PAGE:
Flanders Moss NNR / Blawhorn Moss NNR
A walk around the boardwalks at both Flanders and Blawhorn will give you a view of one of the indicatyors of our recovering bogs. They might all look the same to you at first but different bog-mosses grow in different conditions and some when a bog is recovering their presences or absence tells us something about what is going on. Feathery bog-moss or Sphagnum cuspidatum to give it its scientisfic name, is a bright green feathery, almost fluffy sphagnum that is the most aquatic of the bog-mosses.
When it first starts to appear it looks a bit disgusting, like a ball of green slime. But gradually the plant structure appears and it becomes a thing of beauty to behold as you wander along the paths.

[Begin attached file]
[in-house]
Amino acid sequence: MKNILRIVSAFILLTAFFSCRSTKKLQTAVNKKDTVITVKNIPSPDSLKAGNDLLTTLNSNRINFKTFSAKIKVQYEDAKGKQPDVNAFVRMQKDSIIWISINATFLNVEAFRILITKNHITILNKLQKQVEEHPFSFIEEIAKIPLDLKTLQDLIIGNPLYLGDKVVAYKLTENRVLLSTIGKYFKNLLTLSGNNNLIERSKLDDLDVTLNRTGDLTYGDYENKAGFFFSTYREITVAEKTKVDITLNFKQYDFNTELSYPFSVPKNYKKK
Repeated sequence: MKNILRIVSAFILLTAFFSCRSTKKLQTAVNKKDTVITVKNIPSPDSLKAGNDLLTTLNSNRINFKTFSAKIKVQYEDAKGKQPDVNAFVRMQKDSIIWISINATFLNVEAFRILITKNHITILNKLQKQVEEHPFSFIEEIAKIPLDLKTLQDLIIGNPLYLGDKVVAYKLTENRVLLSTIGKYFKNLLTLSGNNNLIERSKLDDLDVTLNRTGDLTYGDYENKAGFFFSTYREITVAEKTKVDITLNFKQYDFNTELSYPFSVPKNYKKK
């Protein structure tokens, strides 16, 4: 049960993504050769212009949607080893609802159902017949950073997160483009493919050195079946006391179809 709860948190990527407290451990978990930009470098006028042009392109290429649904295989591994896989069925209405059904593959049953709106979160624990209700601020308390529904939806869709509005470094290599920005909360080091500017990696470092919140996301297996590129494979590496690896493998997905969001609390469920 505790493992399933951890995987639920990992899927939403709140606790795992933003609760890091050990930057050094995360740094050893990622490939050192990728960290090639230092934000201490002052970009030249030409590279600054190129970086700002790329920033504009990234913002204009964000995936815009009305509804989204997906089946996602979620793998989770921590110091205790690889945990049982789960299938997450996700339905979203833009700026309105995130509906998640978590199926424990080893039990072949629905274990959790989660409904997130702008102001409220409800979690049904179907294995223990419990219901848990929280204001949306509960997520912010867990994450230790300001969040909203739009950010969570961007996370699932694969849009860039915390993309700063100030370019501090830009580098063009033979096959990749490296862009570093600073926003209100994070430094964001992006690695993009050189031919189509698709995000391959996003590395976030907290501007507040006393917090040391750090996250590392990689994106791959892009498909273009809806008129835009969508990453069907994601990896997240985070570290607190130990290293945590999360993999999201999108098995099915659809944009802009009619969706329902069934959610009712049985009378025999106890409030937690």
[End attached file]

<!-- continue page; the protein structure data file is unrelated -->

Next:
But it is a double bonus because when ditches are first blocked and pools form, it is the first sphagnum that invades the open water, a pioneer species that gradually it fills up the pools and ditches. In filling up the ditches it holds back water so making the bog even wetter. So when taking a walk around the boardwalks look out for this feathery wonder and be glad that it is taking hold as it tells you the bog restoration is going in the right direction.